Polwart taking the lead vocal, it opens with a reading of the traditional number, ‘Echo Mocks The Corncrake’, an appropriate choice given that Eigg is one of this migratory bird’s remaining habitats, its distinctive call introducing the track and echoed in the percussive beats, the lyrics about the separation of two lovers serving as a metaphor for the rural depopulation of the Highlands during the 18th and 19th centuries. It’s a robust treatment involving harp, scraping strings bass, double bass and a rousing wordless vocal refrain.

The album continues in traditional mode with Read’s bluegrass-tinged arrangement of Burns’ ‘It Was A’ For Our Rightfu’ King’, a gently yearning melody picked out her acoustic guitar and completed by harp and banjo, followed by the equality and love themed ‘The Poor Man’s Lamentation’ with its urgent rhythm, swirling violins and a capella ending. Further birdsong and the sound of a storm heralds the wholly massed a capella lament ‘Sad The Climbing’ (or, since it’s sung in Gaelic, ‘Trom An Direadh’), recorded live, like the album’s other a capella number, ‘Unst Boat Song’, in Eigg’s acoustically striking Cathedral Cave, itself not far from the site of a 1577 massacre of the MacDonald population by the MacLeods of Harris upon which the lyrics treat.

Driven by choppy percussive arrangement and gathering to a chanted climax, things remain in Scottish Gaelic for the near six-minute ‘Muladach Mi ‘s Mi Air M’aineoil’ (‘Sad Am I And In A Strange Place’), a call-and-response waulking song about a woman and her two daughters being separated from their people and their home.

In contrast to the bulk of the album, ‘Cleaning The Stones’ is an original number (a fish’s love song) penned by Eliza Carthy. Opening with a chamber folk arrangement, it waltzes dreamily on wings of plucked strings and harp arpeggios like something from the music halls. A little more birdsong, and it’s a journey way back in time and to the far reaches of the Shetlands for ‘Unst Boat Song’, a prayer for the safe return of fisherman sung on the original Norn with Polwart taking lead.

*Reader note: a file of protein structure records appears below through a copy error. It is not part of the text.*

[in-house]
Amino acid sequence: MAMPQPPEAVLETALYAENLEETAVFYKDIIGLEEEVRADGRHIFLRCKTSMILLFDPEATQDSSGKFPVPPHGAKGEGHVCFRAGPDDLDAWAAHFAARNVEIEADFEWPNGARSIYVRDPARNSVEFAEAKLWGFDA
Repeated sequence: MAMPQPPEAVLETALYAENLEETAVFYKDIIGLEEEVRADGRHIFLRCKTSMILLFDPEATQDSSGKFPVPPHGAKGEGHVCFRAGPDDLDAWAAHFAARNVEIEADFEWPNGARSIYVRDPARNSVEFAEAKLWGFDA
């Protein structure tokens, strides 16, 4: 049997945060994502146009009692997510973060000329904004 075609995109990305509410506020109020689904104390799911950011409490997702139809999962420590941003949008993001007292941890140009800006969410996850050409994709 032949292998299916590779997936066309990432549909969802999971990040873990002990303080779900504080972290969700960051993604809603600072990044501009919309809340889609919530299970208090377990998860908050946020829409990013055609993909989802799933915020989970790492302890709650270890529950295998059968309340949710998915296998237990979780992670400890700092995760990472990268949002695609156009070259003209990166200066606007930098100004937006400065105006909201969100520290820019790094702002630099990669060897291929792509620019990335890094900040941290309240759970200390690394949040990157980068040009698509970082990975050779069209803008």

Sung by Hazel Askew with the others providing harmonies, the lullabying music hall tune of ‘London Lights’ may be more familiar as ‘Just Before The Battle Mother’, an American Civil War song written by George Root, the lyrics here about the destitution fate of abandoned single mothers. Heading into the final stretch, the harp shimmering ballad ‘Sea King’ is a handclap backed intricate setting by Kate Young of a poem by 19th century Danish poet Adam Oehlenschläger, a variation on the selkie myth about a woman who, years after being transformed into a mermaid, returns to shore, human again, only to find she has now has no home on either land and the sea.

Lady Maisery’s Rowan Rheingans steps up for another original, the strings-swathed ‘Soil And Soul’, a song inspired by both the hills known as The Old Woman of the Moors on the Isle of Lewis and the translation of the Gaelic for Eigg, The Island of the Big Women (a reference to the 7th century female Pict warriors sent to rid the island of Christianity-peddling monks), while the title (and the theme) stems from a book by Scottish environmental campaigner Alastair McIntosh.

Concerned with separation and loss as a result of conflict, personal or otherwise, ‘Over The Border’ weaves together a number of traditional tunes and a collective original, among them ‘The Flowers of Knaresborough Forest’, ‘Blue Bonnets Over the Border’ and pipe lament ‘The Floo’ers of The Forest’, plucked harp and Indian harmonium drone giving way to shared vocals by Polwart and Carthy before the ensemble joins in and violins, guitars and percussion lift the tempo for a rousing dance reel and the optimistic refrain of ‘the gates and the borders will all fade away’.